This weekend I attempted to watch Four Eyed Monsters by Susan and Arin on YouTube. I say attempted because I've never taken too kind to whiny emo shit. But given the face of the social Internet, I'm clearly in the minority. In all fairness, what I saw was really quite good. Anyway, Four Eyed Monsters is the first feature length video ever to be featured on YouTube. Clearly, it's not the first on the Internet, as we all remember Loose Change, but it's the first to have promotional tie-ins with the likes of YouTube as well as a social movie reviews site called Spout.com. Spout has agreed to give the indy film team a dollar towards the film's negative cost for every sign-up referred through this one week YouTube promotion. While I would say that this video has had a relatively low number of views (roughly 283,000, while a video of some guy solving a Rubik's cube has nearly three times that number in almost the same time period), Susan and Arin are still the the big winners. Their dollar-per-sign-up Spout.com promotion is yielding a conversion rate of about 5.67%. They've already earned over $16,000. Spout.com committing a buck a sign-up says one thing: They are clearly selling your personal information to telemarketers. Because there's no other way they are recouping that dollar. Granted, they have experienced one hell of a traffic boost since the Four Eyed Monsters promotion began. But still, they've had traffic volume this high in the past which has not stuck.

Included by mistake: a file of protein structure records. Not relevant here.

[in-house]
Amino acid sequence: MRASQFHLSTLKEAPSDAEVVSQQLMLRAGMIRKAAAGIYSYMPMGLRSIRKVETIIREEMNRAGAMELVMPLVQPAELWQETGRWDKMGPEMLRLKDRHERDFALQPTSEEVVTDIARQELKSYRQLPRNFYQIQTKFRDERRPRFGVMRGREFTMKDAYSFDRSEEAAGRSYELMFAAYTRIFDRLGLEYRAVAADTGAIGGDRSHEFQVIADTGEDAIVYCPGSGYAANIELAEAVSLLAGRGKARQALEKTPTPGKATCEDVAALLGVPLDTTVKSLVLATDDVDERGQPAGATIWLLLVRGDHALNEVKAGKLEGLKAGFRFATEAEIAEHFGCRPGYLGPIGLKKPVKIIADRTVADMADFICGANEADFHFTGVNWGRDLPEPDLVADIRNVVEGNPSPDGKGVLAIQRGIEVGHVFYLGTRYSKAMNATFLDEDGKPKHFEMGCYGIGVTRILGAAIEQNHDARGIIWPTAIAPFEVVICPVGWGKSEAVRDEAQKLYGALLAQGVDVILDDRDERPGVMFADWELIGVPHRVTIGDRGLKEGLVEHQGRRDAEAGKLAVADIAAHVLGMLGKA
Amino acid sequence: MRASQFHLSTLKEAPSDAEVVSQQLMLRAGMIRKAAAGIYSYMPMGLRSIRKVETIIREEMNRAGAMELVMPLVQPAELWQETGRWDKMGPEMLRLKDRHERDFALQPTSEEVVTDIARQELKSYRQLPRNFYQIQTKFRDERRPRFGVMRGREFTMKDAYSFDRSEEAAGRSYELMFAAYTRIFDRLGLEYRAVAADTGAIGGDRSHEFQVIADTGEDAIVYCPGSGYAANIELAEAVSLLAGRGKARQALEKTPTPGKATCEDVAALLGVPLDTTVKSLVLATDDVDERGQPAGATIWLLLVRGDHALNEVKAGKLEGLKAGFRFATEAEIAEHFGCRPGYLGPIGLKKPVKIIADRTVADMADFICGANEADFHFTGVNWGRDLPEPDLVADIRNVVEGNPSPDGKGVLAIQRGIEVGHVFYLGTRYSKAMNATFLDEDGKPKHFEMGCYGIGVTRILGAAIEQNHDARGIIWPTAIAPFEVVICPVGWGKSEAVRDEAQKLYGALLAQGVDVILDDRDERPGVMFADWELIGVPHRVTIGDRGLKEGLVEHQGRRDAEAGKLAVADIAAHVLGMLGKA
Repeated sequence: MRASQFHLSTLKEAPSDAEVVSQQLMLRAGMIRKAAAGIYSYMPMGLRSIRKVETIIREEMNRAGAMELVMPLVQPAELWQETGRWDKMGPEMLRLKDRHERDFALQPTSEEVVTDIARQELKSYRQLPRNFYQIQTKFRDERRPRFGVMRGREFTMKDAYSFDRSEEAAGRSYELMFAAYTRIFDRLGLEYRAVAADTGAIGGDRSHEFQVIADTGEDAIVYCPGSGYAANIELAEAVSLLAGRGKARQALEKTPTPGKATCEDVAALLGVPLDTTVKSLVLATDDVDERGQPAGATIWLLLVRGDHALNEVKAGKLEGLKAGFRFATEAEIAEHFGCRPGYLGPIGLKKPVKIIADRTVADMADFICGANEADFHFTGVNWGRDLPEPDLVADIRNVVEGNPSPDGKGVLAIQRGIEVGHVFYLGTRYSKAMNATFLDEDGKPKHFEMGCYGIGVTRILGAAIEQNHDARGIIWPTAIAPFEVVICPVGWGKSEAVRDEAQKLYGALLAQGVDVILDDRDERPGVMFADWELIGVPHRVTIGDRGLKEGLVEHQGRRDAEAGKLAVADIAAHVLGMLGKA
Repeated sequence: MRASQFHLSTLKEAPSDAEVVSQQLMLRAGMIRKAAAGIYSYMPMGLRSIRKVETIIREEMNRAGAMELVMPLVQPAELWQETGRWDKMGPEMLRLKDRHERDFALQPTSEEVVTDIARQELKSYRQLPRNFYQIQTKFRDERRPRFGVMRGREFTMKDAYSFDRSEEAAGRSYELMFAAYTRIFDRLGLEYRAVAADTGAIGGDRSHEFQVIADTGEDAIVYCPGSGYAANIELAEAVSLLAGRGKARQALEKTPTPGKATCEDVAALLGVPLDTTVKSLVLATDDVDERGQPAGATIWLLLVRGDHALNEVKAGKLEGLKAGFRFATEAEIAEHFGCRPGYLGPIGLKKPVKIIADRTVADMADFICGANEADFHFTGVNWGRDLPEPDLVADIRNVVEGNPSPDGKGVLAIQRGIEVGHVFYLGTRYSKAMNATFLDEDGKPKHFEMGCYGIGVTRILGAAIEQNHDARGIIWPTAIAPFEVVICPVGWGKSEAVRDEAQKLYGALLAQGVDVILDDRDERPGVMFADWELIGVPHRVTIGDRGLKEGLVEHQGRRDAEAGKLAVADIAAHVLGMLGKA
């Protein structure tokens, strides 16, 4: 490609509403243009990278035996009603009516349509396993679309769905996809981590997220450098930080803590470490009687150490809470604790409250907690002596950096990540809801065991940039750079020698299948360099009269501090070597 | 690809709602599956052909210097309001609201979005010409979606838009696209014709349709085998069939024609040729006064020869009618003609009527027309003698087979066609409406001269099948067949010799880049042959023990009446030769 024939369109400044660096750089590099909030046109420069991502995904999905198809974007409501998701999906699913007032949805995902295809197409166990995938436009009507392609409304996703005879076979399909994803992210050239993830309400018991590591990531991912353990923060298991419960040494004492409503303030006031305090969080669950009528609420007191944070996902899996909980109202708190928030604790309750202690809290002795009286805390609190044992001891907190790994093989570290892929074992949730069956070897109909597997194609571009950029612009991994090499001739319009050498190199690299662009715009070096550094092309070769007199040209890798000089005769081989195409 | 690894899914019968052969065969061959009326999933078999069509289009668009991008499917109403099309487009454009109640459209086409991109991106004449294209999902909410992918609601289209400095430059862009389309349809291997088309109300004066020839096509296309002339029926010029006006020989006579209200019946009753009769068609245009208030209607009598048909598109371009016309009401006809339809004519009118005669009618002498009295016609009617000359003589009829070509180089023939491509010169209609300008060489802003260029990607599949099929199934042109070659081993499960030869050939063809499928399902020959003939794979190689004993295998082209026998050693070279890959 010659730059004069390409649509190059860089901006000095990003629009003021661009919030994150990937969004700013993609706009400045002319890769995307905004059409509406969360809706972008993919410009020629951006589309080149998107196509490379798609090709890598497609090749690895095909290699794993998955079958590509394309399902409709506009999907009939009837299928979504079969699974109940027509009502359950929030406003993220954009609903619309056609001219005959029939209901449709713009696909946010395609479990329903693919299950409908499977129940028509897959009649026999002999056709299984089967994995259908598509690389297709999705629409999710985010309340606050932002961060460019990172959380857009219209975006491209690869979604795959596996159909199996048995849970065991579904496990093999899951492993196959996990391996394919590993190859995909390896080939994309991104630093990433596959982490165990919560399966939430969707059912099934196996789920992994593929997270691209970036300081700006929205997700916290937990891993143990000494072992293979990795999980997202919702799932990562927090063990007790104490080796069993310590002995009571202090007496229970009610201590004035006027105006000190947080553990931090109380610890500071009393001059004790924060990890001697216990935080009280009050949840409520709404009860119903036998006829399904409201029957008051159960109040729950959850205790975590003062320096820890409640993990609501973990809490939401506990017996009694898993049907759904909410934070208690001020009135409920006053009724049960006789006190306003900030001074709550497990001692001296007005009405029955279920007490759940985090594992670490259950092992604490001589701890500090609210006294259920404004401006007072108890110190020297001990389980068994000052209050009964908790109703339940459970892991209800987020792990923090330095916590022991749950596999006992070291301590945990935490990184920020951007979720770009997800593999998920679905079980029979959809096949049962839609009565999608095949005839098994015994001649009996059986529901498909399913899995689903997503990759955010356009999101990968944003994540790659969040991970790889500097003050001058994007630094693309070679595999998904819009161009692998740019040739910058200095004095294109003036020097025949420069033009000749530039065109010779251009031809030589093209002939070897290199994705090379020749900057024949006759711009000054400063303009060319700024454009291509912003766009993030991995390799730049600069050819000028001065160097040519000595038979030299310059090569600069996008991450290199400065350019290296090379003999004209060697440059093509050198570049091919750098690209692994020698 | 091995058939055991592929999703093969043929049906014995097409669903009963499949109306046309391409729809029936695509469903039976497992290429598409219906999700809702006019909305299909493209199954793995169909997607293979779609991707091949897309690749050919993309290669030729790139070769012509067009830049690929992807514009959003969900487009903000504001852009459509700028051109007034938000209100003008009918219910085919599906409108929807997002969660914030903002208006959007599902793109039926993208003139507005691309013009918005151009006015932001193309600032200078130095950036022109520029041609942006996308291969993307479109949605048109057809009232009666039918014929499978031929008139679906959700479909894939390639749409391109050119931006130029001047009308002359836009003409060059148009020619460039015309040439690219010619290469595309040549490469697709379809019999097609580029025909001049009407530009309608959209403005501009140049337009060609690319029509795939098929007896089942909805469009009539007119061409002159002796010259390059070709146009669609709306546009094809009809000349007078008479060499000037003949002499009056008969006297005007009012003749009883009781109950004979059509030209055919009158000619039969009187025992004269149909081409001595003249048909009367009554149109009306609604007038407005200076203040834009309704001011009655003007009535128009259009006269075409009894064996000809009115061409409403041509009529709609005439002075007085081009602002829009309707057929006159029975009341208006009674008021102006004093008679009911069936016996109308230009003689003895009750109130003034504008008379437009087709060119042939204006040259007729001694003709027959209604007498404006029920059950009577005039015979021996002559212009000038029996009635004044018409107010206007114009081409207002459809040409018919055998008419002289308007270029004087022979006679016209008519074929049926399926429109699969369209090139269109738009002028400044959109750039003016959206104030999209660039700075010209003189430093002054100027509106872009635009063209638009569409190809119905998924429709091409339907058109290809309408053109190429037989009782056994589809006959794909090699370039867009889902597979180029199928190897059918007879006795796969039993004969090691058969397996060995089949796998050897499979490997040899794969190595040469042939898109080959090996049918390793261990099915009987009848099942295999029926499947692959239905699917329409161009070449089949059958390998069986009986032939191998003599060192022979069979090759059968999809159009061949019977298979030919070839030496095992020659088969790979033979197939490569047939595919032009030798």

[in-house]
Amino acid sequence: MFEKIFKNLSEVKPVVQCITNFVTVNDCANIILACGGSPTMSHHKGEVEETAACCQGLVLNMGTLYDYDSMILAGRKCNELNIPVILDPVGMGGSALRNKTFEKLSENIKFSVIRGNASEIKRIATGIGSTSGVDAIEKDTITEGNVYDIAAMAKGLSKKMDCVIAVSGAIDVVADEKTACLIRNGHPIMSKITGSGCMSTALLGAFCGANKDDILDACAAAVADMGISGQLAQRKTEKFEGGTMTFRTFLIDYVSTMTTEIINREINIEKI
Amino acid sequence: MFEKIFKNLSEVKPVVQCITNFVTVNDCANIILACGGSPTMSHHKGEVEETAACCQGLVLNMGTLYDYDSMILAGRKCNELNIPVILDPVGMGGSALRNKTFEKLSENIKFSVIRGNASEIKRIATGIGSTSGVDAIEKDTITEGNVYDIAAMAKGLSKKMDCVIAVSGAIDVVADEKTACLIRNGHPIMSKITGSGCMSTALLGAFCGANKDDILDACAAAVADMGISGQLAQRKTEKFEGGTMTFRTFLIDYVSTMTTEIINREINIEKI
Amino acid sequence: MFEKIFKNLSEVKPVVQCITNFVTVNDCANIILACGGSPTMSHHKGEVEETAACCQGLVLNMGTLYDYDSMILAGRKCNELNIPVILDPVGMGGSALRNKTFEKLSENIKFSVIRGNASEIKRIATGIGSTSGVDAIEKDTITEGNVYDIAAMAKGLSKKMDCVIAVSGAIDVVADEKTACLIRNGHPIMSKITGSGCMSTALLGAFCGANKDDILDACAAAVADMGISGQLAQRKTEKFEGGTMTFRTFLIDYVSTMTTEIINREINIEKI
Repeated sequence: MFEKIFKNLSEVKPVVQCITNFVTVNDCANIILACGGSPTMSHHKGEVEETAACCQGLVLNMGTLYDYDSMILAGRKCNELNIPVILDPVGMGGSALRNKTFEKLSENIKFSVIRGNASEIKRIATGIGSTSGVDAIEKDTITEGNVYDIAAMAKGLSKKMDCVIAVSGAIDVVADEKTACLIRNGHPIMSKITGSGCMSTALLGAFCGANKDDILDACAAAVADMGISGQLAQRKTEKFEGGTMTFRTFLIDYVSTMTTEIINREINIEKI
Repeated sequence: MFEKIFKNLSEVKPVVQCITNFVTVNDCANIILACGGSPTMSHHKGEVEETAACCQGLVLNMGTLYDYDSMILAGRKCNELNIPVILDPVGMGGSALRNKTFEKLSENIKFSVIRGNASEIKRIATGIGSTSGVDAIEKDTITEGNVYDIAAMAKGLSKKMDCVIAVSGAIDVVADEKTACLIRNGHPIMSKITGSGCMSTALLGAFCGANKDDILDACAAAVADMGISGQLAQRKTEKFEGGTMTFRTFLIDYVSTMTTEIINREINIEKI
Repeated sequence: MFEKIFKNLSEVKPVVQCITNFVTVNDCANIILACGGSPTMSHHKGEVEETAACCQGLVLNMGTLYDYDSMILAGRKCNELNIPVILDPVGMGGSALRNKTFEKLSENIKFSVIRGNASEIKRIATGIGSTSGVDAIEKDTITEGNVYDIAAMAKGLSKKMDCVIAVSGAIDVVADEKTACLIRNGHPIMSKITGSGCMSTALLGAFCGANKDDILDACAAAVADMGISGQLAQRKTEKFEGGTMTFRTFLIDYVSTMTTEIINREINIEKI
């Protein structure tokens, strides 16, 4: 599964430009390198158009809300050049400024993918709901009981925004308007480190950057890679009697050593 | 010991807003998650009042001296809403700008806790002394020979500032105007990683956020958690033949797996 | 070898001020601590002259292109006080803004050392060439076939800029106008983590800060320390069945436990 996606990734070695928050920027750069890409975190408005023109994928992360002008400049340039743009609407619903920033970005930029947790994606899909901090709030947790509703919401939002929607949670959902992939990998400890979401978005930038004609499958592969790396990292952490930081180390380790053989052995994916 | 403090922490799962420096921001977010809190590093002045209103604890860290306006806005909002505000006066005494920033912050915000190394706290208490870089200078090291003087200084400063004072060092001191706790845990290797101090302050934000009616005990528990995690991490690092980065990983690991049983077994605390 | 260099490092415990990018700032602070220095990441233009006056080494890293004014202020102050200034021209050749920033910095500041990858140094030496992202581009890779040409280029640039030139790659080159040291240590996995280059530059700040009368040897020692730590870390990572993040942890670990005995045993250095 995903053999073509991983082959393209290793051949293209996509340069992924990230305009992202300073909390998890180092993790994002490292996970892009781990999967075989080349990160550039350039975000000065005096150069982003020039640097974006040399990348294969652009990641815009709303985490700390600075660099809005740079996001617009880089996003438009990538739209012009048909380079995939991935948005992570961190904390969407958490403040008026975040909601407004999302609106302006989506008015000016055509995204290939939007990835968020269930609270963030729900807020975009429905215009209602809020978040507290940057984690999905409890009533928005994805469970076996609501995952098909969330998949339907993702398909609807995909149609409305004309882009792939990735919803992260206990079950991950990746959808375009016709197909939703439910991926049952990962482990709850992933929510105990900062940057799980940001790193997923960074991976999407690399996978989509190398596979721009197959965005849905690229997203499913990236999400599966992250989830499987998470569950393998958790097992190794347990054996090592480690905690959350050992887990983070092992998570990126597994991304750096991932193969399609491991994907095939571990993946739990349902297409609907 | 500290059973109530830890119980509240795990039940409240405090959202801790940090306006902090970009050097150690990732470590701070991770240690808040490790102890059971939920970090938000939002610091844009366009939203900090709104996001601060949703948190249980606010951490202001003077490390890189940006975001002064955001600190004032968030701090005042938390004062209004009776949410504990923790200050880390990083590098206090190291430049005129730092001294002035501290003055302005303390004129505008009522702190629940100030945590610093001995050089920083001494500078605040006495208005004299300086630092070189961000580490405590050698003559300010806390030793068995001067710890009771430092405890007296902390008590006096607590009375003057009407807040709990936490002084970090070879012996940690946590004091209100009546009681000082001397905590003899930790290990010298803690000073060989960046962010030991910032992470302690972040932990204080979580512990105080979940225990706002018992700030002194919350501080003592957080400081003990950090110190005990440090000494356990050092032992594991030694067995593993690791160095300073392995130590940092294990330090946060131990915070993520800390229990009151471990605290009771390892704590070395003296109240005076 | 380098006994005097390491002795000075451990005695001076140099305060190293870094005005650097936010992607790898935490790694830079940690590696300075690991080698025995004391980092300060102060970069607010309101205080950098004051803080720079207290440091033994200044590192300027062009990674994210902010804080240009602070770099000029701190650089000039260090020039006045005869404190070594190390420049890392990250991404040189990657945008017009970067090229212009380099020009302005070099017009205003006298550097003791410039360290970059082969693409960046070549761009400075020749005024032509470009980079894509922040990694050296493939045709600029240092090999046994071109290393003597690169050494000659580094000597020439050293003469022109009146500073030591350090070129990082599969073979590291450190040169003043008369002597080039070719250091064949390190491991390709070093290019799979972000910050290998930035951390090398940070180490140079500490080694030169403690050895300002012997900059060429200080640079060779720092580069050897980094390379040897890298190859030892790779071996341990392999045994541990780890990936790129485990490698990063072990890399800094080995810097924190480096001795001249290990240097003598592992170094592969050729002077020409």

So, here are the big future-forward questions: What happens when more people want to exhibit features online? If there is an inundation of features, will recouping through a-buck-a-sign-up promotions be feasible? Do such YouTube pushes result in expanded DVD sales following the free viewing period? In the long run, who gains from this? The creators? The exhibitors/aggregators? Can studios with real production facilities compete? It goes on and on. Hang on to those vague questions and we'll dive in more specifically at a later date, cuz right now, I need a nap.